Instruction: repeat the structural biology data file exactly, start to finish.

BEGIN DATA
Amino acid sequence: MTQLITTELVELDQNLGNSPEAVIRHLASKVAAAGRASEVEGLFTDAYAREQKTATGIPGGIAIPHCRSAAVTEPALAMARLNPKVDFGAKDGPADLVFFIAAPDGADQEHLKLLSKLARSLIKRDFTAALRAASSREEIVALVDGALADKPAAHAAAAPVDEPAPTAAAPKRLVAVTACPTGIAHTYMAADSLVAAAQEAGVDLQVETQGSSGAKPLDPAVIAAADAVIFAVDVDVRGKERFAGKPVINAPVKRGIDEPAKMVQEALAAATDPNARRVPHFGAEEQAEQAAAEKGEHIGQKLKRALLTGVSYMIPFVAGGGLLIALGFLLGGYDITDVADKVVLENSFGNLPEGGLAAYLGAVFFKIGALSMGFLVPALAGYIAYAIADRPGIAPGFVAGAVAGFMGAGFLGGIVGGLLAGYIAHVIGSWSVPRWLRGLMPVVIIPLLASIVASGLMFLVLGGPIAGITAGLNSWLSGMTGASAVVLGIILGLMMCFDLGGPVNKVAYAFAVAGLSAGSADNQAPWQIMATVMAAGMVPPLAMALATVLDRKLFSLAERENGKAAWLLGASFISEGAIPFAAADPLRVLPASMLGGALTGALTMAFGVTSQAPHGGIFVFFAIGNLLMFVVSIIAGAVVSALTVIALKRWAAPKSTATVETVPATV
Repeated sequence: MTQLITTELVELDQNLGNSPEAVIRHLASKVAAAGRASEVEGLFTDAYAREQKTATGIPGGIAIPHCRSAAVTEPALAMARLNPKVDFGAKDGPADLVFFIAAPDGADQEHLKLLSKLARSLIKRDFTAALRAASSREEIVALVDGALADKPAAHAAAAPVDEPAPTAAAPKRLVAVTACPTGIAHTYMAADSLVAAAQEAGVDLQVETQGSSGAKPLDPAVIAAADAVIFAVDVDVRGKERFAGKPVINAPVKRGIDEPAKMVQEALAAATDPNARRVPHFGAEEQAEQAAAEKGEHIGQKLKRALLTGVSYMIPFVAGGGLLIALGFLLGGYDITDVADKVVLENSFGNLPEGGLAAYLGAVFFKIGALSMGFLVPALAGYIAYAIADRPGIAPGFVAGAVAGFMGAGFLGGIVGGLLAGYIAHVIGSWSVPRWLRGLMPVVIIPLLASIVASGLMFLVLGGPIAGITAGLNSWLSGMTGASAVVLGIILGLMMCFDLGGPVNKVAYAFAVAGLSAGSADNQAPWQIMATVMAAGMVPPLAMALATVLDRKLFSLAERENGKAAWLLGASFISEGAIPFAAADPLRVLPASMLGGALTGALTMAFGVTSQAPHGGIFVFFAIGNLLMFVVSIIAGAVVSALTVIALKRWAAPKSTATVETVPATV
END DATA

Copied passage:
Amino acid sequence: MTQLITTELVELDQNLGNSPEAVIRHLASKVAAAGRASEVEGLFTDAYAREQKTATGIPGGIAIPHCRSAAVTEPALAMARLNPKVDFGAKDGPADLVFFIAAPDGADQEHLKLLSKLARSLIKRDFTAALRAASSREEIVALVDGALADKPAAHAAAAPVDEPAPTAAAPKRLVAVTACPTGIAHTYMAADSLVAAAQEAGVDLQVETQGSSGAKPLDPAVIAAADAVIFAVDVDVRGKERFAGKPVINAPVKRGIDEPAKMVQEALAAATDPNARRVPHFGAEEQAEQAAAEKGEHIGQKLKRALLTGVSYMIPFVAGGGLLIALGFLLGGYDITDVADKVVLENSFGNLPEGGLAAYLGAVFFKIGALSMGFLVPALAGYIAYAIADRPGIAPGFVAGAVAGFMGAGFLGGIVGGLLAGYIAHVIGSWSVPRWLRGLMPVVIIPLLASIVASGLMFLVLGGPIAGITAGLNSWLSGMTGASAVVLGIILGLMMCFDLGGPVNKVAYAFAVAGLSAGSADNQAPWQIMATVMAAGMVPPLAMALATVLDRKLFSLAERENGKAAWLLGASFISEGAIPFAAADPLRVLPASMLGGALTGALTMAFGVTSQAPHGGIFVFFAIGNLLMFVVSIIAGAVVSALTVIALKRWAAPKSTATVETVPATV
Repeated sequence: MTQLITTELVELDQNLGNSPEAVIRHLASKVAAAGRASEVEGLFTDAYAREQKTATGIPGGIAIPHCRSAAVTEPALAMARLNPKVDFGAKDGPADLVFFIAAPDGADQEHLKLLSKLARSLIKRDFTAALRAASSREEIVALVDGALADKPAAHAAAAPVDEPAPTAAAPKRLVAVTACPTGIAHTYMAADSLVAAAQEAGVDLQVETQGSSGAKPLDPAVIAAADAVIFAVDVDVRGKERFAGKPVINAPVKRGIDEPAKMVQEALAAATDPNARRVPHFGAEEQAEQAAAEKGEHIGQKLKRALLTGVSYMIPFVAGGGLLIALGFLLGGYDITDVADKVVLENSFGNLPEGGLAAYLGAVFFKIGALSMGFLVPALAGYIAYAIADRPGIAPGFVAGAVAGFMGAGFLGGIVGGLLAGYIAHVIGSWSVPRWLRGLMPVVIIPLLASIVASGLMFLVLGGPIAGITAGLNSWLSGMTGASAVVLGIILGLMMCFDLGGPVNKVAYAFAVAGLSAGSADNQAPWQIMATVMAAGMVPPLAMALATVLDRKLFSLAERENGKAAWLLGASFISEGAIPFAAADPLRVLPASMLGGALTGALTMAFGVTSQAPHGGIFVFFAIGNLLMFVVSIIAGAVVSALTVIALKRWAAPKSTATVETVPATV